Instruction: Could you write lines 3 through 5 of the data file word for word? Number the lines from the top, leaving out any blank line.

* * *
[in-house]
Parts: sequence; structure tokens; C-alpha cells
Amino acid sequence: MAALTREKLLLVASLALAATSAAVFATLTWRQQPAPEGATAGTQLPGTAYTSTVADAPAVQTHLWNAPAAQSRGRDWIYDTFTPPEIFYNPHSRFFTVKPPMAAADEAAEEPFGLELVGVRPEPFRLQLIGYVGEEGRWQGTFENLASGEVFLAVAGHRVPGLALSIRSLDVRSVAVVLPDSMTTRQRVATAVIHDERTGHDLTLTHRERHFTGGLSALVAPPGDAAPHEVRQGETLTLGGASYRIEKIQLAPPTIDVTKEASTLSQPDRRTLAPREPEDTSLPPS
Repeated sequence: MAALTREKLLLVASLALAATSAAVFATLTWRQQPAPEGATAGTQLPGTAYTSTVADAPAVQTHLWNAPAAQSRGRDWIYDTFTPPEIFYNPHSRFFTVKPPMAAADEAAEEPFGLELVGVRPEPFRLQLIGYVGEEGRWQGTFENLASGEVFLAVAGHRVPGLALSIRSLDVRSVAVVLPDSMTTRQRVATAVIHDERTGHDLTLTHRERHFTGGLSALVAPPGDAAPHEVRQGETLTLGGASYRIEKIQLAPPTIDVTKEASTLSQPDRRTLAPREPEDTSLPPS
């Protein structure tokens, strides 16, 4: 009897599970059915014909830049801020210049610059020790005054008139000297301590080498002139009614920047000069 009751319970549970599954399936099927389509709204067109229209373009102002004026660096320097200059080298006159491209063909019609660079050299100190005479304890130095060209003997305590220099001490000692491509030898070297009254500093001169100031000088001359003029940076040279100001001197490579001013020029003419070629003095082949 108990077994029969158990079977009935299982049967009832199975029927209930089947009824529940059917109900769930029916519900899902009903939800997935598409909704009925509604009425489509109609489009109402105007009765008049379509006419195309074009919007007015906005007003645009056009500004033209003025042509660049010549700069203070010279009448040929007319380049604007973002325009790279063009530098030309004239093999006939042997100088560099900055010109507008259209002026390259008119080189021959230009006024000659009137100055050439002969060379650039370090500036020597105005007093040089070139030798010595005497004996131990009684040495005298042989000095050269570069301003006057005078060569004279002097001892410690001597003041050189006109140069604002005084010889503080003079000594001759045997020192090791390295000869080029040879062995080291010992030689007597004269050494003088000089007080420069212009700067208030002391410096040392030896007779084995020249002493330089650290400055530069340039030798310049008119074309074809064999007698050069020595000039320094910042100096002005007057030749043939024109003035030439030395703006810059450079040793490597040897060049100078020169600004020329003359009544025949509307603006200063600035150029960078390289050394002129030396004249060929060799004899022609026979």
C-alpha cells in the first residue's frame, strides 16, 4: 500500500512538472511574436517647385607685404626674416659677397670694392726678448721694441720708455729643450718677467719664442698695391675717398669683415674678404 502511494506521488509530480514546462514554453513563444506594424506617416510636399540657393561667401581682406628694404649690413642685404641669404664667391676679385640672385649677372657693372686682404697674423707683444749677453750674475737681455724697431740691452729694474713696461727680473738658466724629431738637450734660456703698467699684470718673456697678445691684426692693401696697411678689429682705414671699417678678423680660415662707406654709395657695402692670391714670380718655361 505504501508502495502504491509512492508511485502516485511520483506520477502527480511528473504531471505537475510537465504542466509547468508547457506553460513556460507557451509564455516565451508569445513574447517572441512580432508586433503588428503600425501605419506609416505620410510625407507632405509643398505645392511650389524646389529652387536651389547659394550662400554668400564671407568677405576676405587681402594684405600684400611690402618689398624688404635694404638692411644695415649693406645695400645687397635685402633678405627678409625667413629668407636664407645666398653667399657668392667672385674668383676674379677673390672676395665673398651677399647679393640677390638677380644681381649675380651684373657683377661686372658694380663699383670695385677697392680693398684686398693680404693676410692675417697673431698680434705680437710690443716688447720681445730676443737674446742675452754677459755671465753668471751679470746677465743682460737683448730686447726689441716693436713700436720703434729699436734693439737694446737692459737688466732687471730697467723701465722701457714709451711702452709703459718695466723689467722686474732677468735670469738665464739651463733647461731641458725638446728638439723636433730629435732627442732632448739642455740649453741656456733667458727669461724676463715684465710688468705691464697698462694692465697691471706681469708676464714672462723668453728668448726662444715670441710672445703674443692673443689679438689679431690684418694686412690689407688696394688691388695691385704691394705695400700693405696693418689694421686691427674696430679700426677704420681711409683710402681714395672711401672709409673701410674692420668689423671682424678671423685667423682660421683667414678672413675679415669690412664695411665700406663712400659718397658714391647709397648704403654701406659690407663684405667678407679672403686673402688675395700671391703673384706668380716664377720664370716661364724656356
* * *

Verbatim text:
Amino acid sequence: MAALTREKLLLVASLALAATSAAVFATLTWRQQPAPEGATAGTQLPGTAYTSTVADAPAVQTHLWNAPAAQSRGRDWIYDTFTPPEIFYNPHSRFFTVKPPMAAADEAAEEPFGLELVGVRPEPFRLQLIGYVGEEGRWQGTFENLASGEVFLAVAGHRVPGLALSIRSLDVRSVAVVLPDSMTTRQRVATAVIHDERTGHDLTLTHRERHFTGGLSALVAPPGDAAPHEVRQGETLTLGGASYRIEKIQLAPPTIDVTKEASTLSQPDRRTLAPREPEDTSLPPS
Repeated sequence: MAALTREKLLLVASLALAATSAAVFATLTWRQQPAPEGATAGTQLPGTAYTSTVADAPAVQTHLWNAPAAQSRGRDWIYDTFTPPEIFYNPHSRFFTVKPPMAAADEAAEEPFGLELVGVRPEPFRLQLIGYVGEEGRWQGTFENLASGEVFLAVAGHRVPGLALSIRSLDVRSVAVVLPDSMTTRQRVATAVIHDERTGHDLTLTHRERHFTGGLSALVAPPGDAAPHEVRQGETLTLGGASYRIEKIQLAPPTIDVTKEASTLSQPDRRTLAPREPEDTSLPPS
């Protein structure tokens, strides 16, 4: 009897599970059915014909830049801020210049610059020790005054008139000297301590080498002139009614920047000069 009751319970549970599954399936099927389509709204067109229209373009102002004026660096320097200059080298006159491209063909019609660079050299100190005479304890130095060209003997305590220099001490000692491509030898070297009254500093001169100031000088001359003029940076040279100001001197490579001013020029003419070629003095082949 108990077994029969158990079977009935299982049967009832199975029927209930089947009824529940059917109900769930029916519900899902009903939800997935598409909704009925509604009425489509109609489009109402105007009765008049379509006419195309074009919007007015906005007003645009056009500004033209003025042509660049010549700069203070010279009448040929007319380049604007973002325009790279063009530098030309004239093999006939042997100088560099900055010109507008259209002026390259008119080189021959230009006024000659009137100055050439002969060379650039370090500036020597105005007093040089070139030798010595005497004996131990009684040495005298042989000095050269570069301003006057005078060569004279002097001892410690001597003041050189006109140069604002005084010889503080003079000594001759045997020192090791390295000869080029040879062995080291010992030689007597004269050494003088000089007080420069212009700067208030002391410096040392030896007779084995020249002493330089650290400055530069340039030798310049008119074309074809064999007698050069020595000039320094910042100096002005007057030749043939024109003035030439030395703006810059450079040793490597040897060049100078020169600004020329003359009544025949509307603006200063600035150029960078390289050394002129030396004249060929060799004899022609026979």